Here there's generally far more people than are possibly needed and a lot of time relaxing at work. It's a hard life. In Poland people have to cover their colleagues and in the summer employees must (by law) take an uninterrupted fortnight. This is sometimes ignored, though larger companies usually insist.

What's the length of the work week? Canada it's 40 hours

The same. But no lunch break as such, though a free meal is often provided. Not in Poland though - only tea and coffee are free there, however this is enshrined in law. Usually very good coffee.

Overtime @ 1.5 times regular pay for anything after an 8 hour day and if it's more than 4 hours over the regular day, OT is 2 times regular pay. How do they pay for overtime in Poland or Doha for that matter?

In Doha nobody does it, but in Poland it varies. Usually 1.5, though in good jobs people don't get it - many work late if they have to. In the civil service however they can finish quite early - a trade-off for the low wages.
andersm 4 | 32    
8 Dec 2011  #12
Here there's generally far more people than are possibly needed and a lot of time relaxing at work. It's a hard life. In Poland people have to cover their colleagues and in the summer employees must (by law) take an uninterrupted fortnight. This is sometimes ignored, though larger companies usually insist.

I'd like to know if Polish people are shocked when/if they come to North America to work. A few years ago when Canadian construction was booming there was a move afoot to bring in skilled European tradesmen due to a severe labour shortage. The perception was they'd be more quality conscious and harder working than the young kids who were more interested in texting than working. I can't image the Polish trades were particularly impressed with two unpaid 15 min coffee breaks and a half-hour unpaid lunch, bring your own food and drink. If people turned around and left for home I can see why.
JonnyM 12 | 2,625    
8 Dec 2011  #13
I'd like to know if Polish people are shocked when/if they come to North America to work. A few years ago when Canadian construction was booming there was a move afoot to bring in skilled European tradesmen due to a severe labour shortage.

A few years ago wages were quite low in Poland, so they'd probably have been very happy with the money. Plus the quality of life.
andersm 4 | 32    
8 Dec 2011  #14
In straight numbers wages are higher. A ticketed carpenter here where I live can earn $35/hr but on the other hand an average 3 BR house costs $350,000. You can see that purchasing power is likely not much different than in Poland. The numbers are different but relative to what you can buy are likely similar. (Have you any comparison numbers for wages and housing in Poland?) Quality of life - I have no experience of life in Poland but acknowledge that life in Canada is very easy compared to much of the world. Can't say that people are any happier though.
JonnyM 12 | 2,625    
9 Dec 2011  #15
(Have you any comparison numbers for wages and housing in Poland?

No figures to hand, but a mid level official in the tax office gets about 45k zlotych a year and a three bedroom flat in Warsaw costs at least ten times that. Food in the shops costs western prices and cars are more expensive than in Canada. In general wages in Poland v. prices are unfavourable compared to Westen Europe or North America. A ticketed electrician gets about the same as the aforementioned tax official, but with far less security of employment or paid holidays, but a chance of overtime.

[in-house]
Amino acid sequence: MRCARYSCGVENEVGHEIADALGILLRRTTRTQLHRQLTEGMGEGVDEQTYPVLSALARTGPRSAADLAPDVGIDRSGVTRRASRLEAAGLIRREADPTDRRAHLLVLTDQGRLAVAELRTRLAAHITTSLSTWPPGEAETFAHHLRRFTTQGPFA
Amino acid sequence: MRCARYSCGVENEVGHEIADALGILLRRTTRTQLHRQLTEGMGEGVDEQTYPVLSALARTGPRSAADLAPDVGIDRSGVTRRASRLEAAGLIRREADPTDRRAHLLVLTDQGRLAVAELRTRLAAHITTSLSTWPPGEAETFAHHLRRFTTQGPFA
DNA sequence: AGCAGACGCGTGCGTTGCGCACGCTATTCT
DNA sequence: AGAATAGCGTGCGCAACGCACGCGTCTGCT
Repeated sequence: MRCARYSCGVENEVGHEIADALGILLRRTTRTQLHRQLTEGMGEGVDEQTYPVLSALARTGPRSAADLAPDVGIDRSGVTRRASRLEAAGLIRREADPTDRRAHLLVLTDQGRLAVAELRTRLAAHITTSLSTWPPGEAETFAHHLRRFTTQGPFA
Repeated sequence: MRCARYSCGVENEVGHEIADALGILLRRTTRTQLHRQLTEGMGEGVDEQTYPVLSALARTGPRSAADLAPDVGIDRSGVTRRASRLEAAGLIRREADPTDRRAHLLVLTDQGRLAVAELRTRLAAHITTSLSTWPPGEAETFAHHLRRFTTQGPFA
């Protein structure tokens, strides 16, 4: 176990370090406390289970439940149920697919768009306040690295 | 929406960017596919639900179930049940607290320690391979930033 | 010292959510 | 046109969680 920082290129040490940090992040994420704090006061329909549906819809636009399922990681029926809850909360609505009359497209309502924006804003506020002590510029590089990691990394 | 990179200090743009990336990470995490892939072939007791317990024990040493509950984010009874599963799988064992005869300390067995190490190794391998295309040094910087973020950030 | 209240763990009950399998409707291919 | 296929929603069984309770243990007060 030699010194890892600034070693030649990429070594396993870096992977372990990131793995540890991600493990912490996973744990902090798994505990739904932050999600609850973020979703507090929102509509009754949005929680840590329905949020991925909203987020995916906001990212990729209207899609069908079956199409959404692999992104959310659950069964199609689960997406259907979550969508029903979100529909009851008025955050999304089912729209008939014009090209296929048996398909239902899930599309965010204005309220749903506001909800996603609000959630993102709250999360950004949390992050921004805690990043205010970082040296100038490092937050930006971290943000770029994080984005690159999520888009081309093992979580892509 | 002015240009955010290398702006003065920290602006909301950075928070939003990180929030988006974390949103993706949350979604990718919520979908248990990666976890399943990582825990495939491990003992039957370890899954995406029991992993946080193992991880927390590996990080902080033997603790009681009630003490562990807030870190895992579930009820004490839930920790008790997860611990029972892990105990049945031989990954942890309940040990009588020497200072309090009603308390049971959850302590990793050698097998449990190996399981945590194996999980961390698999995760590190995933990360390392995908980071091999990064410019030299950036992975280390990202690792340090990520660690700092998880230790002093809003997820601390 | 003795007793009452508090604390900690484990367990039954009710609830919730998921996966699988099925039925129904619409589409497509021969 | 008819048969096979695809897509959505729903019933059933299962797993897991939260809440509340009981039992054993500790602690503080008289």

OP pavdel 5 | 22    
9 Dec 2011  #16
I would say that prices in poland especially Warsaw are quite high to level of salaries. For example somebody with my position earns in best case around 4000 net/month so 40K.

At the same time a rent for a 2-room flat is 2500/month so in fact with bills around 3000. If not shared somebody has to spend 75% of his salary in rent. I still do not understand how ppl in Poland can have cars or go out frequently or shop in these huge shopping centres.

Except if my perception is different but I think even in Warsaw, an accountant or analyst, a banking employee or a logistics executive in level of 2-3 years experience shouldn expect to get more than 3500 to 4000 net? Am I close?
LwowskaKrakow 28 | 432    
13 Dec 2011  #17
I still do not understand how ppl in Poland can have cars or go out frequently or shop in these huge shopping centres.

The percentage of people in Poland living on council estates/housing projects is huge.
In Krakow for instance most people live in Nowa Huta, in flats which are former communist blocks ,back in the 90 s they could buy these flats for nothing or remain in them for very litle money.

Henceforth not having to dedicate all their income to Housing they have a bigger purchasing power and gigantic shopping malls with items the same price or at higher prices than in Austria are packed with clients...
polmed 1 | 217    
13 Dec 2011  #18
The percentage of people in Poland living on council estates/housing projects is huge.

Really ? Where ? Give me the numbers !
southern 76 | 7,105    
13 Dec 2011  #19
even in Warsaw, an accountant or analyst, a banking employee or a logistics executive in level of 2-3 years experience

Basically a foreigner will never get an employment by a Pole in the afore mentioned sectors.You should be happy to be accepted in the kind of menial jobs Poles do all over Europe and even these Poles are reluctant to give.A Greek can be successful there only in the traditional restaurant business since as we know love passes through stomach.
LwowskaKrakow 28 | 432    
13 Dec 2011  #20
Really ? Where ? Give me the numbers !

Where ? Everywhere in Poland. TBS one of the national agencies for building and managing council estates is in every single city.
for Krakow check tbsmaloposka.pl
For exact numbers one needs to contact each city's Townhall .
As far as i know most Poles do not have high salaries but if consumption is that high( and much better than anywhere else in Europe) and shopping malls keep being built it means they have some good disposable income.